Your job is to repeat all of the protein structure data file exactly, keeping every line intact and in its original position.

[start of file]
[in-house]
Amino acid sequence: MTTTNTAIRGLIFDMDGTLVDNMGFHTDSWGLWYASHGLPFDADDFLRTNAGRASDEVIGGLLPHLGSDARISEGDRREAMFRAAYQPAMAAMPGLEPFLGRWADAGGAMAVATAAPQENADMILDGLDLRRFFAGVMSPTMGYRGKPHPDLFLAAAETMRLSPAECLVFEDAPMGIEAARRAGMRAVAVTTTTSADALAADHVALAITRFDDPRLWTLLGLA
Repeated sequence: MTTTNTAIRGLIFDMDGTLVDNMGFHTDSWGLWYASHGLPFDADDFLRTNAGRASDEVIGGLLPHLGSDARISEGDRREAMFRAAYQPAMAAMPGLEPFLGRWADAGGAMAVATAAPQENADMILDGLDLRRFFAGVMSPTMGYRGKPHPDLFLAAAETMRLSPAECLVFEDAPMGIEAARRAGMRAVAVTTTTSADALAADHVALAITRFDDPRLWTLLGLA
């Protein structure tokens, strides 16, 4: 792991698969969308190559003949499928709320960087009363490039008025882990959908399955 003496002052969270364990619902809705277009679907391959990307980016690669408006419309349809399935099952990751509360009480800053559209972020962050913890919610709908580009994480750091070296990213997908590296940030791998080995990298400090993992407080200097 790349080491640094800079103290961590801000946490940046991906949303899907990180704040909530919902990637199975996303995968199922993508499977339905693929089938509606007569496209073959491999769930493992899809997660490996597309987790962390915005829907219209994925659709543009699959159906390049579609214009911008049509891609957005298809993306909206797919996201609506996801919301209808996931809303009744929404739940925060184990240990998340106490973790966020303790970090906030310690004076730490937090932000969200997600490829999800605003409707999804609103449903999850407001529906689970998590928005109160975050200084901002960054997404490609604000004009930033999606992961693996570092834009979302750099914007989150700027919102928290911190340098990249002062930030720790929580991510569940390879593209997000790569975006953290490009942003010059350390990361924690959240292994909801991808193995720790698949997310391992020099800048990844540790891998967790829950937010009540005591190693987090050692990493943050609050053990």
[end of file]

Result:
[in-house]
Amino acid sequence: MTTTNTAIRGLIFDMDGTLVDNMGFHTDSWGLWYASHGLPFDADDFLRTNAGRASDEVIGGLLPHLGSDARISEGDRREAMFRAAYQPAMAAMPGLEPFLGRWADAGGAMAVATAAPQENADMILDGLDLRRFFAGVMSPTMGYRGKPHPDLFLAAAETMRLSPAECLVFEDAPMGIEAARRAGMRAVAVTTTTSADALAADHVALAITRFDDPRLWTLLGLA
Repeated sequence: MTTTNTAIRGLIFDMDGTLVDNMGFHTDSWGLWYASHGLPFDADDFLRTNAGRASDEVIGGLLPHLGSDARISEGDRREAMFRAAYQPAMAAMPGLEPFLGRWADAGGAMAVATAAPQENADMILDGLDLRRFFAGVMSPTMGYRGKPHPDLFLAAAETMRLSPAECLVFEDAPMGIEAARRAGMRAVAVTTTTSADALAADHVALAITRFDDPRLWTLLGLA
């Protein structure tokens, strides 16, 4: 792991698969969308190559003949499928709320960087009363490039008025882990959908399955 003496002052969270364990619902809705277009679907391959990307980016690669408006419309349809399935099952990751509360009480800053559209972020962050913890919610709908580009994480750091070296990213997908590296940030791998080995990298400090993992407080200097 790349080491640094800079103290961590801000946490940046991906949303899907990180704040909530919902990637199975996303995968199922993508499977339905693929089938509606007569496209073959491999769930493992899809997660490996597309987790962390915005829907219209994925659709543009699959159906390049579609214009911008049509891609957005298809993306909206797919996201609506996801919301209808996931809303009744929404739940925060184990240990998340106490973790966020303790970090906030310690004076730490937090932000969200997600490829999800605003409707999804609103449903999850407001529906689970998590928005109160975050200084901002960054997404490609604000004009930033999606992961693996570092834009979302750099914007989150700027919102928290911190340098990249002062930030720790929580991510569940390879593209997000790569975006953290490009942003010059350390990361924690959240292994909801991808193995720790698949997310391992020099800048990844540790891998967790829950937010009540005591190693987090050692990493943050609050053990």